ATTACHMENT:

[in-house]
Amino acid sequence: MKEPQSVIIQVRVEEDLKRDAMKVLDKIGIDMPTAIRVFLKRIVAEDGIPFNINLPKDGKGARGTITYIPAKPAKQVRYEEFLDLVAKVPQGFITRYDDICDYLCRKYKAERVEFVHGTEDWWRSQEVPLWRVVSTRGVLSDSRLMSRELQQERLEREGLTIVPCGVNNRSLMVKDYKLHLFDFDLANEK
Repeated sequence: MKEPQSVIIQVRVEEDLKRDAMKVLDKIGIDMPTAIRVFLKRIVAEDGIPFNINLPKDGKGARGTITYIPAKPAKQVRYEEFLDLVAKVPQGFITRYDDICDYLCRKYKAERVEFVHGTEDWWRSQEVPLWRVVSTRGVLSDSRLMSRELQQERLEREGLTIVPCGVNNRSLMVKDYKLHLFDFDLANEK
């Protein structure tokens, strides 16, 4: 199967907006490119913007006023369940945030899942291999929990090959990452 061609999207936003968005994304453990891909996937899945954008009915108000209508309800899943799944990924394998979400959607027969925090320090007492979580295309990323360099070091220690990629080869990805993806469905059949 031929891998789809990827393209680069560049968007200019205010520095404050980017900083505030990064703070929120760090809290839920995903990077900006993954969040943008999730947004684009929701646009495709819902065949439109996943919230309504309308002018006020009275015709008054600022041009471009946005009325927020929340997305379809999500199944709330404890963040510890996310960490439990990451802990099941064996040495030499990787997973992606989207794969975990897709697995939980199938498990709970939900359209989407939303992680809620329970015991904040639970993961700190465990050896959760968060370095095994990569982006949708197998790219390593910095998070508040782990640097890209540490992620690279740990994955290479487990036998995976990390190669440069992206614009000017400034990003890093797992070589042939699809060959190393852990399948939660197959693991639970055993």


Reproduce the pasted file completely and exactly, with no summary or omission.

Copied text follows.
[in-house]
Amino acid sequence: MKEPQSVIIQVRVEEDLKRDAMKVLDKIGIDMPTAIRVFLKRIVAEDGIPFNINLPKDGKGARGTITYIPAKPAKQVRYEEFLDLVAKVPQGFITRYDDICDYLCRKYKAERVEFVHGTEDWWRSQEVPLWRVVSTRGVLSDSRLMSRELQQERLEREGLTIVPCGVNNRSLMVKDYKLHLFDFDLANEK
Repeated sequence: MKEPQSVIIQVRVEEDLKRDAMKVLDKIGIDMPTAIRVFLKRIVAEDGIPFNINLPKDGKGARGTITYIPAKPAKQVRYEEFLDLVAKVPQGFITRYDDICDYLCRKYKAERVEFVHGTEDWWRSQEVPLWRVVSTRGVLSDSRLMSRELQQERLEREGLTIVPCGVNNRSLMVKDYKLHLFDFDLANEK
């Protein structure tokens, strides 16, 4: 199967907006490119913007006023369940945030899942291999929990090959990452 061609999207936003968005994304453990891909996937899945954008009915108000209508309800899943799944990924394998979400959607027969925090320090007492979580295309990323360099070091220690990629080869990805993806469905059949 031929891998789809990827393209680069560049968007200019205010520095404050980017900083505030990064703070929120760090809290839920995903990077900006993954969040943008999730947004684009929701646009495709819902065949439109996943919230309504309308002018006020009275015709008054600022041009471009946005009325927020929340997305379809999500199944709330404890963040510890996310960490439990990451802990099941064996040495030499990787997973992606989207794969975990897709697995939980199938498990709970939900359209989407939303992680809620329970015991904040639970993961700190465990050896959760968060370095095994990569982006949708197998790219390593910095998070508040782990640097890209540490992620690279740990994955290479487990036998995976990390190669440069992206614009000017400034990003890093797992070589042939699809060959190393852990399948939660197959693991639970055993």